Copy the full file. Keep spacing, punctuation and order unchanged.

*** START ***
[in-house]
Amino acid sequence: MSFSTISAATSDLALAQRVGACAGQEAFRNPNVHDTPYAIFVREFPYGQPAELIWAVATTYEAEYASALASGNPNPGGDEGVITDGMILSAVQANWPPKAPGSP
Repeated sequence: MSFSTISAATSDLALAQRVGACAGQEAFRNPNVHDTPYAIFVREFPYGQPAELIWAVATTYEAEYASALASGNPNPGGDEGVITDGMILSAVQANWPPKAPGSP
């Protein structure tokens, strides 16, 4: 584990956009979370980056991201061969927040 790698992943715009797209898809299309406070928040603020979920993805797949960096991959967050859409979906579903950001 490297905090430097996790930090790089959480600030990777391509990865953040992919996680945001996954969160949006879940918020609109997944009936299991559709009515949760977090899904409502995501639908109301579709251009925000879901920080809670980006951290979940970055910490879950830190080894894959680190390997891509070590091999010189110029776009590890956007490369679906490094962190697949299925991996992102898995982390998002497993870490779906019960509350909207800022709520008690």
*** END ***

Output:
[in-house]
Amino acid sequence: MSFSTISAATSDLALAQRVGACAGQEAFRNPNVHDTPYAIFVREFPYGQPAELIWAVATTYEAEYASALASGNPNPGGDEGVITDGMILSAVQANWPPKAPGSP
Repeated sequence: MSFSTISAATSDLALAQRVGACAGQEAFRNPNVHDTPYAIFVREFPYGQPAELIWAVATTYEAEYASALASGNPNPGGDEGVITDGMILSAVQANWPPKAPGSP
């Protein structure tokens, strides 16, 4: 584990956009979370980056991201061969927040 790698992943715009797209898809299309406070928040603020979920993805797949960096991959967050859409979906579903950001 490297905090430097996790930090790089959480600030990777391509990865953040992919996680945001996954969160949006879940918020609109997944009936299991559709009515949760977090899904409502995501639908109301579709251009925000879901920080809670980006951290979940970055910490879950830190080894894959680190390997891509070590091999010189110029776009590890956007490369679906490094962190697949299925991996992102898995982390998002497993870490779906019960509350909207800022709520008690």